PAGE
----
On October 9, Lampert will bring his “contracted cinema” to the Gene Siskel Film Center for Conversations at the Edge, giving viewers the unique opportunity to actively participate in his site-specific live media performances. I for one am so excited not only to see how Lampert discusses his relationship to the archive but also to experience how he performs that relationship. See you there!
Posted by | Conversations at the Edge | Posted on | October 6, 2014
Thursday, October 9th | Andrew Lampert in person!
Artist, archivist, and curator Andrew Lampert is known for his mischievous live media performances and hilarious short films and videos, many of which cheekily turn “cinema” on its head. Lampert uses improvisation, unusual projector placement, and sets of game-like instructions to explore (and exploit) the dynamic relationships between projector, projectionist, audience, and screen. For CATE, Lampert turns his attention to the Gene Siskel Film Center in a site-specific performance created especially for the evening. The performance is accompanied by a series of Lampert’s shorts, including El Adios Largos (2013), an inspired reconstruction of Robert Altman’s 1973 feature The Long Goodbye from imperfect source material.
Posted by | George William Price | Posted on | October 1, 2014
This week SAIC graduate student Charles Rice writes about how he has drawn inspiration from Carlos Motta’s work in order to develop a practice informed by abandonment, autobiography and memory.
My own artistic practice is centered on my own (queer) body and how I may establish a narrative that acknowledges my own lived histories. I am interested in how one can relate the epistemological significance of pre-Hispanic culture to that of contemporary Queer culture—a culture that, although it may not trace its heritage to any specific location, is nonetheless operating as a diaspora within a postcolonial framework. How can one create a personal and collective identity through the transgression of an imposed “colonial” language?
Carlos Motta’s practice directly engages with South America’s visual and vernacular landscape in order to establish counter narratives that recognize those that are suppressed. Motta employs the use of quotation and repetition as a method of reinforcing the suppressed individual’s absoluteness, allowing community members to reinforce their own (collective) self-esteem and worth. This use of self-quotation and self-reflexiveness can be seen in other politically oppositional and combative movements, including the gay rights movement and feminist movement, as embodied by the slogan “The personal is political.”
It is this political gesture found within Motta’s body of work that has made me so excited to see The Nefandus Trilogy at CATE tomorrow. Motta’s concepts of how memories become embedded into a cultural and physical landscape fascinate me. His work allows for these hidden memories to come forward as an act of self-knowing emergence. I believe that this act is an important political statement.
Charles Rice is a second year MFA candidate at the School of the Art Institute of Chicago working in the Performance Department. Charles was born and raised in the northern suburbs of Chicago. He graduated from Arizona State University in 2011 with a BFA and was awarded JurorsFirst Choice Award in undergraduate juried exhibition for video To My Mom and Dad. Charles has participated in exhibitions at several spaces across Arizona and Illinois, including: Sullivan Gallery, Mana Contemporary, Harry Wood Gallery, and Gallery 100.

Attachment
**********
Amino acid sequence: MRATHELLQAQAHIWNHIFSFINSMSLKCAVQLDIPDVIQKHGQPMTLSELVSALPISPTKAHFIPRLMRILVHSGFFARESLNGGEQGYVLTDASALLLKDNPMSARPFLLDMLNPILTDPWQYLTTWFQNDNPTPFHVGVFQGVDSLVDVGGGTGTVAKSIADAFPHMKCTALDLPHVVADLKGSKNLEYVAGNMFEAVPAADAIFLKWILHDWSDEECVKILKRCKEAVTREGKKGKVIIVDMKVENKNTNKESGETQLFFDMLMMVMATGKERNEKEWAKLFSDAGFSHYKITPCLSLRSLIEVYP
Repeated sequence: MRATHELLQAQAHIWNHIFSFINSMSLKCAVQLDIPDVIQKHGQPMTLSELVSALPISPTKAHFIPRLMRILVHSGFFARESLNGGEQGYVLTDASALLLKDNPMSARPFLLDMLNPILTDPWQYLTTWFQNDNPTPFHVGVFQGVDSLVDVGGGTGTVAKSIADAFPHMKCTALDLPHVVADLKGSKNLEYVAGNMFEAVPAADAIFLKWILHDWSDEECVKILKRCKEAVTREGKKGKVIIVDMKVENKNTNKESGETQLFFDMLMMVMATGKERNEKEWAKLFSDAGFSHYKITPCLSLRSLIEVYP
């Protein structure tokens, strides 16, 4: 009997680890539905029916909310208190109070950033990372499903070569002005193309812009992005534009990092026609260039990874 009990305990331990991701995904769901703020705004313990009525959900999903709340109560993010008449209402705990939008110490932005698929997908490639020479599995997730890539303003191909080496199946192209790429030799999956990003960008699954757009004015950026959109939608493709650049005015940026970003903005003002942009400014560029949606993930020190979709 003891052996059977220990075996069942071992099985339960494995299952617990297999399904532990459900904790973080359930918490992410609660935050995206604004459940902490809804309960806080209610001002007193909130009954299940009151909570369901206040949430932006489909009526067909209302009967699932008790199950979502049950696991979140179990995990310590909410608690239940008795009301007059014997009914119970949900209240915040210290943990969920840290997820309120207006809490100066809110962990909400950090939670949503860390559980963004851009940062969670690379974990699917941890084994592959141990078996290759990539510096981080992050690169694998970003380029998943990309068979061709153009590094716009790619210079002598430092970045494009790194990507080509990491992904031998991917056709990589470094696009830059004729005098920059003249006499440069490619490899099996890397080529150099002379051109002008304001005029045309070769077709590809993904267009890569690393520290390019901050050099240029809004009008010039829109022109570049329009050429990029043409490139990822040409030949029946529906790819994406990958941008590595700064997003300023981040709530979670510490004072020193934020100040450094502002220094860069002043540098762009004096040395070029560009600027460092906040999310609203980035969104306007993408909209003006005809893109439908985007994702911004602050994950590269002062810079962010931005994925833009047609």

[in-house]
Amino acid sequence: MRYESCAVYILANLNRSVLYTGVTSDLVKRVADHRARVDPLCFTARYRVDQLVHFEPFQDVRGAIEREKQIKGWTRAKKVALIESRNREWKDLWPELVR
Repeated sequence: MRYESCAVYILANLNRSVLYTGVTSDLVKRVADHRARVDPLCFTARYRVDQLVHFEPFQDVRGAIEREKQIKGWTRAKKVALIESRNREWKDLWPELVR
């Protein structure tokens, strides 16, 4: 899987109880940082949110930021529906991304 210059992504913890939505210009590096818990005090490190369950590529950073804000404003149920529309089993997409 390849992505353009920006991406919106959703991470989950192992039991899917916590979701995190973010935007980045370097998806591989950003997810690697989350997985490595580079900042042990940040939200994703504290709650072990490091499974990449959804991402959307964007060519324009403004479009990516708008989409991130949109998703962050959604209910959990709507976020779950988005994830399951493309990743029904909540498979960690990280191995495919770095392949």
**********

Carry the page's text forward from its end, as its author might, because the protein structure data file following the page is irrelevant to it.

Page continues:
Posted by | Conversations at the Edge | Posted on | September 29, 2014
Thursday, October 2nd | Carlos Motta in person!
Carlos Motta’s practice draws upon various political histories in an attempt to articulate counter narratives that recognize suppressed histories, communities, and identities. Composed of the three films “Nefandus”, “Shipwreck (Naufragios)” and “The Defeated (La visión de los vencidos)” his 2013 “Nefandus Trilogy” is a haunting examination of pre-Hispanic homoeroticism and its brutal stigmatization during Europe’s colonization of the Americas. Motta accompanies the trilogy with excerpts from his ongoing “Democracy Cycle”, including “We Who Feel Differently”(2011), a database documentary that addresses critical issues of contemporary queer culture, and “Gender Talents” (in-progress), a multiplatform documentary on international trans and intersex activism.
Posted by | George William Price | Posted on | September 24, 2014
I’m delighted to publish SAIC graduate student Cassie Carpenter’s short text on why she, as a woman who traces her roots to the Midwest, is so excited to see Jennifer Reeder’s work at Conversation at the Edge (CATE) this week.
Regional identity has always been somewhat of a challenge for me. I was born in Milwaukee, Wisconsin, but spent my formative years in the suburbs outside of Philadelphia. While I spent twelve years on the East coast, I felt strongly tied to my Midwestern roots. There is something about life here that is complex in its assumed simplicity, an attribute that tethered me to the Midwest. Since my return to “the heartland”, I have immersed myself in the narratives that construct the ethos of the region. In my search, I’ve found that the heartfelt tales of honest hard work and pulling one’s self up by one’s own bootstraps only scratch the surface of the Midwest landscape.
This is why I am excited to see Jennifer Reeder’s A Million Miles Away (2013) as part of her show at CATE this week. The film peers into the lives of adolescent girls in small town Ohio and explores some of the complexities of coming-of-age in such an environment. I’m interested to see the ways in which she engages her narrative craftsmanship to expose the volatile moment of entering adulthood in a place fraught with failures but determined to survive them. Similarly, my own search to understand my connection to the Midwest has been integral to my embrace of adulthood. The opportunity to explore that experience through Reeder’s lens is thrilling.
Cassie Carpenter is a third year, dual-degree graduate candidate at the School of the Art Institute of Chicago. Having roots in both Milwaukee and Philadelphia, she brings a diverse set of values to her professional career. Her unique perspective has contributed to projects at the Chicago Cultural Center, the Evanston Art Center, Miller Beach Arts and Creative District, and the Sullivan Galleries.keep looking »